Hi Blog. As everyone no doubt knows by now, we have a new PM, Aso Taro. And it was with great interest I watched his inaugural press conference last night (I thought he came off looking very presidential and organized).
But the good news as far as Debito.org is concerned is how he sketched his new administration’s goals and cabinet profiles. Full text here (Japanese).
I was pleased how he approached items such as “terrorism” and “crime”, often portrayed as something that NJ (within and without) get up to. That’s not how Aso portrayed it at all yesterday: Excerpts:
(my translation) “As for Minister of Defense, Hamada Yasukazu. People connected to our defense departments have done quite a bit fighting against terrorism already, as has the rest of the world, but I don’t think that we can say that we’re completely disconnected from this problem. We had the Sarin Subway Gas Attacks, etc, and although that seems to be slowly forgotten, that’s an act of terrorism. With that in mind, in many ways I consider fighting against terrorism important, and that’s why I chose Hamada-sensei.”
(my translation) “Head of National Public Safety Commission, Okinawa, the Northern Territories Issues, and Disaster Prevention [too busy right now to find out official English translations of these offices] Satou Tsutomu. Regarding prevention of heinous crimes: It is said that amongst the developed countries Japan has a very low crime rate. But I believe it’s a fact that these are times where clearly unusual things happen, so in that regard the responsibilties of the head of the NPSC are heavy. Not to mention that at the same time we have natural disasters, if not typhoons, then heavy rains in many quarters etc… [digression about the weather and the importance of Okinawan issues]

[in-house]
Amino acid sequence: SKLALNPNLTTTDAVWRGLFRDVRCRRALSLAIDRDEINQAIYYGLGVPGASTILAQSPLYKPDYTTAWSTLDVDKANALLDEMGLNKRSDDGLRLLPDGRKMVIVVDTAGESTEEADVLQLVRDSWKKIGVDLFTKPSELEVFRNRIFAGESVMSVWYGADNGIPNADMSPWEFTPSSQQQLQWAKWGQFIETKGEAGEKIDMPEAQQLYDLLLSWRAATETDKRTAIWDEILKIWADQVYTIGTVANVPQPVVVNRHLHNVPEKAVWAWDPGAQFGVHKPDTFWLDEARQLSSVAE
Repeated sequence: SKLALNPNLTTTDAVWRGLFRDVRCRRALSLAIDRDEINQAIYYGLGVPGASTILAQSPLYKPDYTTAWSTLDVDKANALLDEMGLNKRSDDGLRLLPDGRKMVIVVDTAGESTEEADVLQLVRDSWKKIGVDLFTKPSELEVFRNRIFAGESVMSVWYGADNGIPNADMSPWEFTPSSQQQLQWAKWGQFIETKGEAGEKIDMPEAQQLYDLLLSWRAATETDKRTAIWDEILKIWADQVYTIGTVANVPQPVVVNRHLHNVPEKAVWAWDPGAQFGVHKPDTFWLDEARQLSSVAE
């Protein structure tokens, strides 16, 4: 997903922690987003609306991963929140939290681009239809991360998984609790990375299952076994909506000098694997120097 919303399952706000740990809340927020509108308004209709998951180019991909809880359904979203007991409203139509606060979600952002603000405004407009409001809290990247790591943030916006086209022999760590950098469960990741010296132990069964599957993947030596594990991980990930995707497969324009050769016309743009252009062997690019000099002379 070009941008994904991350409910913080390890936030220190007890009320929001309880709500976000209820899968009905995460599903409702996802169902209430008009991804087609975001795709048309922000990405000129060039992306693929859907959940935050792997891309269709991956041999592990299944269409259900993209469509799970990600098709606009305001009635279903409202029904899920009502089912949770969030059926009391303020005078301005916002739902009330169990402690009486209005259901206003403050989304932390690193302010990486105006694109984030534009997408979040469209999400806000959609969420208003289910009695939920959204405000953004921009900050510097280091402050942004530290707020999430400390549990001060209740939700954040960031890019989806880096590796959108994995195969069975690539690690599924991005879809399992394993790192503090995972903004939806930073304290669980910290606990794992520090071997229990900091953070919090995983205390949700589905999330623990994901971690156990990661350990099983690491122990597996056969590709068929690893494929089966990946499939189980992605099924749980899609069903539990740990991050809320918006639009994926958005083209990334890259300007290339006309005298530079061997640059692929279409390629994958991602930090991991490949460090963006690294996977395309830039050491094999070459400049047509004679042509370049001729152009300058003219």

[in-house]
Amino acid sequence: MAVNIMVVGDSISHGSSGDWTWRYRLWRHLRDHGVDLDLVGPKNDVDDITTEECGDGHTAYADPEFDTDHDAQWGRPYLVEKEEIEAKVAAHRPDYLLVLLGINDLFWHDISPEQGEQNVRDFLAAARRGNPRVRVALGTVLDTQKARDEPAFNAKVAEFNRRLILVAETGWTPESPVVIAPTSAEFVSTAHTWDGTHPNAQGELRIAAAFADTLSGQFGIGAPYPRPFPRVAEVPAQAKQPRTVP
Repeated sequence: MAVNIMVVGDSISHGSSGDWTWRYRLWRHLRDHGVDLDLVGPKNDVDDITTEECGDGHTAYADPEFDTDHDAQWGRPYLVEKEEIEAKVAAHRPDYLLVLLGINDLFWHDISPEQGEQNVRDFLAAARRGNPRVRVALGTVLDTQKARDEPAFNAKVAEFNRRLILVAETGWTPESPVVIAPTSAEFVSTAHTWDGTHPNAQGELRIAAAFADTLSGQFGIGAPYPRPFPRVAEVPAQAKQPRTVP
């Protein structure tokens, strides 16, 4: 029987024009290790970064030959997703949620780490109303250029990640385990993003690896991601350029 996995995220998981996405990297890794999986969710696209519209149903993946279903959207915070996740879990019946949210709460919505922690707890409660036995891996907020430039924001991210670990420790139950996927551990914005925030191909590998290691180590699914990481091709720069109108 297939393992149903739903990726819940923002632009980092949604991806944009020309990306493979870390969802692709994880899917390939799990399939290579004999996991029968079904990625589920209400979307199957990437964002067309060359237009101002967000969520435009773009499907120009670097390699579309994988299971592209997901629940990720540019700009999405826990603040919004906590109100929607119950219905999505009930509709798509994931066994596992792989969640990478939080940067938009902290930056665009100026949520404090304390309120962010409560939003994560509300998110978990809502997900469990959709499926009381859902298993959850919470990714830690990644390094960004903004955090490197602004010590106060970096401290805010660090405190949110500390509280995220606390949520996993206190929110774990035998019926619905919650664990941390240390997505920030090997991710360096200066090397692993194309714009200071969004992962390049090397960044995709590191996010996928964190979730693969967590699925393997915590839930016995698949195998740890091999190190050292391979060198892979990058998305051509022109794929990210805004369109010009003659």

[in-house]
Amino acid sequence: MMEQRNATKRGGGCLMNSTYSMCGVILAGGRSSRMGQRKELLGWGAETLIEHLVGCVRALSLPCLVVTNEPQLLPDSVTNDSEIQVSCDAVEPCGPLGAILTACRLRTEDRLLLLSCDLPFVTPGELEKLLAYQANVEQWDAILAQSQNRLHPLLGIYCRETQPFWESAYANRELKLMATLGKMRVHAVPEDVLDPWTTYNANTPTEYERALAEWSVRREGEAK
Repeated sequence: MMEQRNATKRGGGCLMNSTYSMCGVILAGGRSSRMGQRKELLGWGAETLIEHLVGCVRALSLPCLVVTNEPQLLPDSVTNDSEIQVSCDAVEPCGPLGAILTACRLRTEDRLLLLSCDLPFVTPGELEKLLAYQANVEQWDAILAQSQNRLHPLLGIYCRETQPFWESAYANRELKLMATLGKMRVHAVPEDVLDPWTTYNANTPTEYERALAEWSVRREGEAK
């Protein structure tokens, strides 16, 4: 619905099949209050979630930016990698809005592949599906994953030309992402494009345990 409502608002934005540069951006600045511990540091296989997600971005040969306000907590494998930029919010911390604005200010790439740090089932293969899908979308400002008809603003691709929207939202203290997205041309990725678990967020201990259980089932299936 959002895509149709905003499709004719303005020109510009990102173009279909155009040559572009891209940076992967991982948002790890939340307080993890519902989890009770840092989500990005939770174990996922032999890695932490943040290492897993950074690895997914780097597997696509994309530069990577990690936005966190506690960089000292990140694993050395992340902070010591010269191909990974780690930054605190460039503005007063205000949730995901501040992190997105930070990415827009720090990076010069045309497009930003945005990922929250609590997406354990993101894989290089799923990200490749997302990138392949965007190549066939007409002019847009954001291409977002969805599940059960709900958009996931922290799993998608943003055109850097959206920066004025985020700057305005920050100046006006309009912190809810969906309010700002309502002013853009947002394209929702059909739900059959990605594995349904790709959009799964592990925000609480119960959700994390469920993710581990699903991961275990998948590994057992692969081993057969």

There was one more mention of terrorism during the Q&A and its connection with Afghanistan and imports of oil through the Indian Ocean. But nowhere was there an express interest in linking terrorism to foreigners.
And that included Aso making statements about foreign crime as Public Management Minister in that cabinet. See “Time to come clean on Foreign Crime”, The Japan Times October 7, 2003, authorship unbilled.
Perhaps Aso read the JT article? He does read English. In any case, this is progress — at least compared to Koizumi’s cabinet statements. Wait and see what comes next, shall we? Arudou Debito in Sapporo